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Tag: jay mathews (Page 1 of 23)

Really, Really, Really In Love With Charters

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Jay Mathews1 really, really, really wants Virginia to have lots of charter schools. REALLY!

As always when he writes on this topic, Mathews doesn’t explain how transferring tax money to charters will improve public schools. His emphasis in these waste-of-newsprint Washington Post columns is always on the politics of the issue, with little to nothing about the educational value.

He starts with a supposedly-bipartisan proposal in a Post opinion column from April that pushes the idea of “school choice” through education savings accounts (ESAs), “programs that would help pay for tuition, fees, textbooks, tutoring and other qualified expenses at a school of the parents’ choice”.

ESA is an old concept pushed by anti-public school groups that, in simple terms, would make it legal to send public funds to private (often religious) schools.

Anyway, Mathews is upset that the writers didn’t include charter schools in their plans. Did I mention that he really likes charters?

For support of his position, Mathews complements Virginia on its past “daring reforms” – the Standards of Learning system (standardized testing to satisfy the No Child Left Behind fiasco) and the expansion of AP and IB programs (he really loves AP as well) – and challenges them to do more of that kind of “daring” (aka allow more charter schools).

He also mentions an effort from eleven yeas ago to establish a charter here in the overly-large school district. Mathews was a big supporter despite the fact that the plan was not at all innovative and would required more money than would come from the per-pupil allocation.

Inexplicably, he also brings up an incident in Brooklyn where “more than 200 KIPP parents appeared at a crucial board meeting, chanting ‘KIPP, KIPP, KIPP, KIPP’”. No reason for that story, other than he really loves the KIPP chain of charter schools as well.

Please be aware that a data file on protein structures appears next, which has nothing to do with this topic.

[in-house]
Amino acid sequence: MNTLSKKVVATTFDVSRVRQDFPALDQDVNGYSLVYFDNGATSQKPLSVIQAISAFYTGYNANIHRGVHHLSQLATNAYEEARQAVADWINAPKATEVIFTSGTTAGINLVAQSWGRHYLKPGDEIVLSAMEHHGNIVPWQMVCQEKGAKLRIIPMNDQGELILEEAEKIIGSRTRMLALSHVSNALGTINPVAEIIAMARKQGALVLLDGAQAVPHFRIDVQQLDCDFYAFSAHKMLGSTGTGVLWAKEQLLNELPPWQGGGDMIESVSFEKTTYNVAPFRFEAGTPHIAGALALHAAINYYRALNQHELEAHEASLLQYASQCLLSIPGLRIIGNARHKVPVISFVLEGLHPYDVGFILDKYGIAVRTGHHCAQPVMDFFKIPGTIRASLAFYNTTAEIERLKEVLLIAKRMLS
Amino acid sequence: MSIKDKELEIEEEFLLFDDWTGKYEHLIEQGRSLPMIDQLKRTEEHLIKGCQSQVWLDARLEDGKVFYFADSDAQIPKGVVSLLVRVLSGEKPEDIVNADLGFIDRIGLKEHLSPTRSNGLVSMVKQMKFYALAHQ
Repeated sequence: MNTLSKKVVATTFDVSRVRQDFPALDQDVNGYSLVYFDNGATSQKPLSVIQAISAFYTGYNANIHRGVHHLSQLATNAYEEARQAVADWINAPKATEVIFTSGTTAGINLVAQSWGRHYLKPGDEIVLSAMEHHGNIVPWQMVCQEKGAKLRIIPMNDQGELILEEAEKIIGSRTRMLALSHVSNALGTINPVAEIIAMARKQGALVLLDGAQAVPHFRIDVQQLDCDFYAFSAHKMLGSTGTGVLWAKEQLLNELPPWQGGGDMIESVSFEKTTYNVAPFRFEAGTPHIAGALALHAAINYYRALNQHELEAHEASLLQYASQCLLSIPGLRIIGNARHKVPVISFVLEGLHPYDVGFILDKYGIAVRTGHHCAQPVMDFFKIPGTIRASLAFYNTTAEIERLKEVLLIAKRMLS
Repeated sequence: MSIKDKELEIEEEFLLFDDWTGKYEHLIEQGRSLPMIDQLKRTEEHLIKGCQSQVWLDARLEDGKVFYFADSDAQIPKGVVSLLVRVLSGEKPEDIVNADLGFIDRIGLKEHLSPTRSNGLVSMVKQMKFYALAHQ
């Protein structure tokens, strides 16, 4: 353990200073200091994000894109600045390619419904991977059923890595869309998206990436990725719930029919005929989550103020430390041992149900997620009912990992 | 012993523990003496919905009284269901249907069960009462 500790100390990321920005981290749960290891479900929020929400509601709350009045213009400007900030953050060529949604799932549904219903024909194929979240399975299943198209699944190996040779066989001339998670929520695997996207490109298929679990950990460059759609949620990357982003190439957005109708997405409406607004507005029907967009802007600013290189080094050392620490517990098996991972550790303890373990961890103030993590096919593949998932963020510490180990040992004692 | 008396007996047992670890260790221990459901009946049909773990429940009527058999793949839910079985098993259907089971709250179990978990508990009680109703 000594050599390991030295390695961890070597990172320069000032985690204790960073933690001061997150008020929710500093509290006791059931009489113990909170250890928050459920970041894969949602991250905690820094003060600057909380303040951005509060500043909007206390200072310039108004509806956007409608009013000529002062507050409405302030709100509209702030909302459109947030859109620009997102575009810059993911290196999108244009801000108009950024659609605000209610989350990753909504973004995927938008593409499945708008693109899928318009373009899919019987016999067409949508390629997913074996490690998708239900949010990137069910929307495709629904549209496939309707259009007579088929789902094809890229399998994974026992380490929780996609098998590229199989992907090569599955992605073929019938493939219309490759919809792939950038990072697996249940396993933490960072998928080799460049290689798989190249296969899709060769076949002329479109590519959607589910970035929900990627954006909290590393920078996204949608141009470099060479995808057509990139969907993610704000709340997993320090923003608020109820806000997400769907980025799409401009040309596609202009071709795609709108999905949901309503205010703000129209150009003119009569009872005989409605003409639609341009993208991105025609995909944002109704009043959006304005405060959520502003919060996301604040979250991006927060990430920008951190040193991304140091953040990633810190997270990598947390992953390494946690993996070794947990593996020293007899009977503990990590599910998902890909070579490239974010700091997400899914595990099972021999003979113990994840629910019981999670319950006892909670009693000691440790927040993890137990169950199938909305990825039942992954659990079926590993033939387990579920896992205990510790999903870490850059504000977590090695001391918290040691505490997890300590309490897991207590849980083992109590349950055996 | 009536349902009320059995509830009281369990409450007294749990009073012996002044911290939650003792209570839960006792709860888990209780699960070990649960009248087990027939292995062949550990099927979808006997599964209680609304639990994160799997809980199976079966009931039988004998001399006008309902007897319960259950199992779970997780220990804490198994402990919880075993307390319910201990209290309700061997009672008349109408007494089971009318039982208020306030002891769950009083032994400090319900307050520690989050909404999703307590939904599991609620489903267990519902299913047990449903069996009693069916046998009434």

Ok, so if Mathews is serious about improving Virginia education, how about getting behind the never-ending effort to provide full funding for public schools. The ones that serve all children. Schools that don’t screen potential students and are not allowed to eject kids that might drag down their stats.

He might also ask the governor and his allies to stop demonizing teachers and driving good people out of the profession. Quit lying about CRT, school board pandemic decisions, library books you don’t like the looks of, and other crap.

Because without good teachers – and solid systems to support them – schools will not succeed, much less improve.

And that’s true for ANY school. Even charters.


As spring moves quickly into summer, a photo of beautifully yellow tulips from somewhere in DC.

1. Side note: I know I should stop writing about Mathews’ columns and find something else to rant about. But every time I try, the Post prints an even worse example of his… shall we call it “thought process”?, in my Monday paper.

The Challenge of Normal

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Two years ago, when it became clear that the pandemic was going to cause major disruptions to schools, I started reading tweets, posts, and articles about how this might lead to major changes to the education system. Some were by people I actually respect.

However, I was very skeptical that anything, even a world-wide public health emergency, would substantially alter the way we do schooling in this country. There is just too much institutional inertia and the fervent desire on the part of just about everyone to get back to “normal” was too loud.

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Missing the Point

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How much homework should students be required to do every night?

In his column this week, Jay Mathews is outraged at the commonly-repeated number of 2.7 hours. He claims the amount is currently more like an hour a night, after “an inadequate average of five hours of class a day”.

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The Horrors of Change

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Above Jay Mathews’ column this week, the headline screams “National English-teaching group loses grip on reality at terrible time”.

Wow! What on earth has the National Council of Teachers of English, an organization that’s been around since 1911, done to trigger this kind of hyperbole?

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